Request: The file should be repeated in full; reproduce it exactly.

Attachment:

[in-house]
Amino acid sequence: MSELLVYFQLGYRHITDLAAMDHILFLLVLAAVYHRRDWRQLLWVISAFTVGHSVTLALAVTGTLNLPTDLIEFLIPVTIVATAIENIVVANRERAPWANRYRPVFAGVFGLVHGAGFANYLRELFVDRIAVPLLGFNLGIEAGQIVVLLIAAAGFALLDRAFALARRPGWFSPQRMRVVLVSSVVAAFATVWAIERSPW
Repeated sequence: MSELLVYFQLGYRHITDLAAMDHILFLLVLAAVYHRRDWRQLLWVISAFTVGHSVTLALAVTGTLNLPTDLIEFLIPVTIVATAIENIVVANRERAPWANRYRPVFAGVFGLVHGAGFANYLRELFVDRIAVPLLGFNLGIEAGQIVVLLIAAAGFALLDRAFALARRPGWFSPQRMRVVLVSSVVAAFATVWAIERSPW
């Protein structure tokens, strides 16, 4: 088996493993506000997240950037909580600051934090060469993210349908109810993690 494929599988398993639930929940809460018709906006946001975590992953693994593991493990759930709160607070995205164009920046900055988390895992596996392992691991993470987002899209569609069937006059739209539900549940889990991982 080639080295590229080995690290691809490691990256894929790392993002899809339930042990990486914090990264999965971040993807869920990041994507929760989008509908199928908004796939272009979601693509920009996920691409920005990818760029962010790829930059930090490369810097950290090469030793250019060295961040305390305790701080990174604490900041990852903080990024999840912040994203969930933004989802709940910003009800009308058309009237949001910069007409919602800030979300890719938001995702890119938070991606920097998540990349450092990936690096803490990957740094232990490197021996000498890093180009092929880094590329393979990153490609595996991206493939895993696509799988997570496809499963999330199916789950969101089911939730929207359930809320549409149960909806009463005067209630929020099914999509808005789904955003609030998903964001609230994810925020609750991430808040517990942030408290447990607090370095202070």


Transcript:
[in-house]
Amino acid sequence: MSELLVYFQLGYRHITDLAAMDHILFLLVLAAVYHRRDWRQLLWVISAFTVGHSVTLALAVTGTLNLPTDLIEFLIPVTIVATAIENIVVANRERAPWANRYRPVFAGVFGLVHGAGFANYLRELFVDRIAVPLLGFNLGIEAGQIVVLLIAAAGFALLDRAFALARRPGWFSPQRMRVVLVSSVVAAFATVWAIERSPW
Repeated sequence: MSELLVYFQLGYRHITDLAAMDHILFLLVLAAVYHRRDWRQLLWVISAFTVGHSVTLALAVTGTLNLPTDLIEFLIPVTIVATAIENIVVANRERAPWANRYRPVFAGVFGLVHGAGFANYLRELFVDRIAVPLLGFNLGIEAGQIVVLLIAAAGFALLDRAFALARRPGWFSPQRMRVVLVSSVVAAFATVWAIERSPW
């Protein structure tokens, strides 16, 4: 088996493993506000997240950037909580600051934090060469993210349908109810993690 494929599988398993639930929940809460018709906006946001975590992953693994593991493990759930709160607070995205164009920046900055988390895992596996392992691991993470987002899209569609069937006059739209539900549940889990991982 080639080295590229080995690290691809490691990256894929790392993002899809339930042990990486914090990264999965971040993807869920990041994507929760989008509908199928908004796939272009979601693509920009996920691409920005990818760029962010790829930059930090490369810097950290090469030793250019060295961040305390305790701080990174604490900041990852903080990024999840912040994203969930933004989802709940910003009800009308058309009237949001910069007409919602800030979300890719938001995702890119938070991606920097998540990349450092990936690096803490990957740094232990490197021996000498890093180009092929880094590329393979990153490609595996991206493939895993696509799988997570496809499963999330199916789950969101089911939730929207359930809320549409149960909806009463005067209630929020099914999509808005789904955003609030998903964001609230994810925020609750991430808040517990942030408290447990607090370095202070």